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18 Jun, 2018
What is crypto-jacking? How to protect yourself from it?

The digital economy is on the rise and financial services are more dependent on technology than ever. For this, the maintenance of a robust framework to protect personal information has acquired great importance. Our personal information, as well as financial information, are continuously updated, checked and monitored online. This is a big concern for the data holders because it has already been very difficult to keep pace with hackers trying to access online finances. The situation became more complicated with the emergence of cryptocurrencies and that led to spawn a new breed of hackers – cryptojackers.

What is crypto-jacking?

Crypto-jacking is the unauthorized use of computing resources to mine cryptocurrencies. Hackers accomplish this by sending emails with malicious links that load crypto mining code on the computer once the victim clicks on it. Another way is, infecting a website or online ad with JavaScript code that auto-executes once loaded in the victim’s browser. The interesting part is, it is difficult to detect as the code works in the background and unsuspecting victims use their computers normally without any problem except its slower performance or lags in execution.

The process called Crypto-jacking harnesses a victim machine to perform the computations necessary to update cryptocurrency blockchains, creating new tokens and generating fees in the process. These tokens and fees are deposited to the wallets owned by the attackers and the costs of mining – electricity, and wear and tear to computers and other devices are borne by the victim.

Why should you be concerned about it?

A survey says, 55% of organizations globally are affected by crypto-jacking. Cryptocurrencies like Bitcoins require specialized hardware that consumes masses of energy and some cryptocurrencies like Monero can be mined easily by anyone with computing power to spare. Cryptocurrencies are a boon for individuals or corporate that seeks financial anonymity. The lack of central regulatory authority has widened the path for illegal trading through virtual currencies. In the dark web, most of the trading happens through cryptocurrency. Unlike most other types of malware, crypto-jacking scripts do no damage to computers or victims’ data. Instead, they steal CPU processing resources. Big organization with many cryptojacked systems can incur real costs in terms of help desk and IT time spent tracking down performance issues due to its slow speed and replacing components or systems in the hope of solving the problem.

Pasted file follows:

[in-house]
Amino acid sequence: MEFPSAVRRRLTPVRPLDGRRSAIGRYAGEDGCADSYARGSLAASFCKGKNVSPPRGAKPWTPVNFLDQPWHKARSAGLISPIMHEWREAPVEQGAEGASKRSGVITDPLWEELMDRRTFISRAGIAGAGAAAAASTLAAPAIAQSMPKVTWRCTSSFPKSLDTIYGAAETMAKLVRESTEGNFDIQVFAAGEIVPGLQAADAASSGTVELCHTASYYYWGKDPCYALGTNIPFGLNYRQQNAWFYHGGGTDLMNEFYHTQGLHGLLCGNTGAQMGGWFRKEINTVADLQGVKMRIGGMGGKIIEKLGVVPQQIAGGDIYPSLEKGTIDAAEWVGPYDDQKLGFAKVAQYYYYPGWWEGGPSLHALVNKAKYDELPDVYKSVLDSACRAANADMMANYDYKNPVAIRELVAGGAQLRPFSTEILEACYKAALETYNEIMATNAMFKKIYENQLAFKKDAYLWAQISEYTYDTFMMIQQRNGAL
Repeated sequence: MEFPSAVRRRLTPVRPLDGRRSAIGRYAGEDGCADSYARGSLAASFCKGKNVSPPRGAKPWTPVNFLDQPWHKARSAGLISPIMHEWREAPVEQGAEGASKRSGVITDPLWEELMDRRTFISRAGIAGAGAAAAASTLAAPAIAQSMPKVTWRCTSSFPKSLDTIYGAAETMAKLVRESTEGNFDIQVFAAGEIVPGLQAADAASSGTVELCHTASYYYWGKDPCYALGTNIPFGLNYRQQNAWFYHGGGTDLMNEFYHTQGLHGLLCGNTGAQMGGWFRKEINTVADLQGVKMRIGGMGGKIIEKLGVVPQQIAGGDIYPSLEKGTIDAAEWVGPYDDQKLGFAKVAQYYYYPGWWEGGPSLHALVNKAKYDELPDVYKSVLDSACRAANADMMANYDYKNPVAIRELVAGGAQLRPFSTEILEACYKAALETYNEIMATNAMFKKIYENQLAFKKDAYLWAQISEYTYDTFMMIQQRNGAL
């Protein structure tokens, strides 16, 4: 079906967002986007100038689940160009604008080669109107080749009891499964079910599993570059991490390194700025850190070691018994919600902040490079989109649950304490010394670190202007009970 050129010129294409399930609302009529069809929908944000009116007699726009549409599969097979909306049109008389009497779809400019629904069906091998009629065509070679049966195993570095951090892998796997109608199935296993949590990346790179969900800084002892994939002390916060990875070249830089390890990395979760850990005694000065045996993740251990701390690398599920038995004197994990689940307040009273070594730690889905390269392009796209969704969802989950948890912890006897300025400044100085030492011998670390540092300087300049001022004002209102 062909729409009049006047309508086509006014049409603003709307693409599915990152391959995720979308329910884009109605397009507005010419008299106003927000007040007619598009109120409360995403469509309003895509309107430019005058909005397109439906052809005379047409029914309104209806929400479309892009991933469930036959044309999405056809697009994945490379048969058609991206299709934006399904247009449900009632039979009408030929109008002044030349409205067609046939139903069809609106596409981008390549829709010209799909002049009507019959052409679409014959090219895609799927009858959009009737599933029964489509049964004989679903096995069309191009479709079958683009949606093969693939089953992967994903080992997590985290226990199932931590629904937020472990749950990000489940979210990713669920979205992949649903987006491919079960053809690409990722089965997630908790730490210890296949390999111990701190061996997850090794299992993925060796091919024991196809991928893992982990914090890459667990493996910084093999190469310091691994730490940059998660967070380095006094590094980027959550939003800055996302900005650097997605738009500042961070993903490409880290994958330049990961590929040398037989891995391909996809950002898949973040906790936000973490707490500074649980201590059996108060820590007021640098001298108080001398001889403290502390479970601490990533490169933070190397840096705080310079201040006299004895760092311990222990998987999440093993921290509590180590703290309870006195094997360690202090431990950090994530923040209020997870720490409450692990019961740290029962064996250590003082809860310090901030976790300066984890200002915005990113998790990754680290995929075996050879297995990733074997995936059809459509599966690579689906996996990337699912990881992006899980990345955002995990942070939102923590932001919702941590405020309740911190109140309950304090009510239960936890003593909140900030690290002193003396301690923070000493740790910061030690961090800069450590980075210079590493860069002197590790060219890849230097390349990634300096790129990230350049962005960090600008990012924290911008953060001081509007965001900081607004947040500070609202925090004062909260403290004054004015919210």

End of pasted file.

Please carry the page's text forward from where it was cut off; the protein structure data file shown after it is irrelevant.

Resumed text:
How to protect your PC from cryptojackers?

The process of crypto-jacking starts when a Javascript miner file is uploaded to a website. This file can either be knowingly placed or snuck in after a security breach by the website owner and the hacker respectively. When someone visits the website, Javascript file is run and that uses victim’s computer to mine cryptocurrency. This means as long as the user is on the site, the computer will be used to work for the person who placed the file. It must be noted that ‘crypto-jacking’ only involves a mining script running without the user’s consent or knowledge.

Protection against crypto-jacking:

The trickiest aspect of cryptomining is it occurs in the background and shows no sign of it exc ept overheating of the computer or slowing down. Also, remember that cryptomining is legal. So, if you want to stop hackers from crypto-jacking your computer or avoid cryptomining altogether, here find a couple of options:

  1. As its all taking place on the site, you can simply navigate away to stop the crypto-jacking attack. If you notice that your CPU goes into overdrive while visiting a particular site, it might be crypto-jacking. Check your CPU’s usage via your operating system. In windows, CPU usage can be checked by pressing ctrl+shift+esc and clicking on the performance tab.
  2. As crypto-jacking works via a website script, block the script to stop the problem right at the beginning by not allowing it to load. There are dedicated plugins to stop browser mining. Good ad blocker or script blocker will also be able to pick up on the script and stop it from loading in the browser.
  3. Make sure your Windows software is updated to prevent against vulnerabilities like EternalBlue which can be used to spread cryptomining attacks.

Crypto-jacking does no harm to your data or computer but it can lead to a big issue. As we depend on technology to store and use the most critical personal information, the risk of letting cryptominers to trespass on your computer intentionally or unintentionally can have a far-reaching consequence. Be alert.

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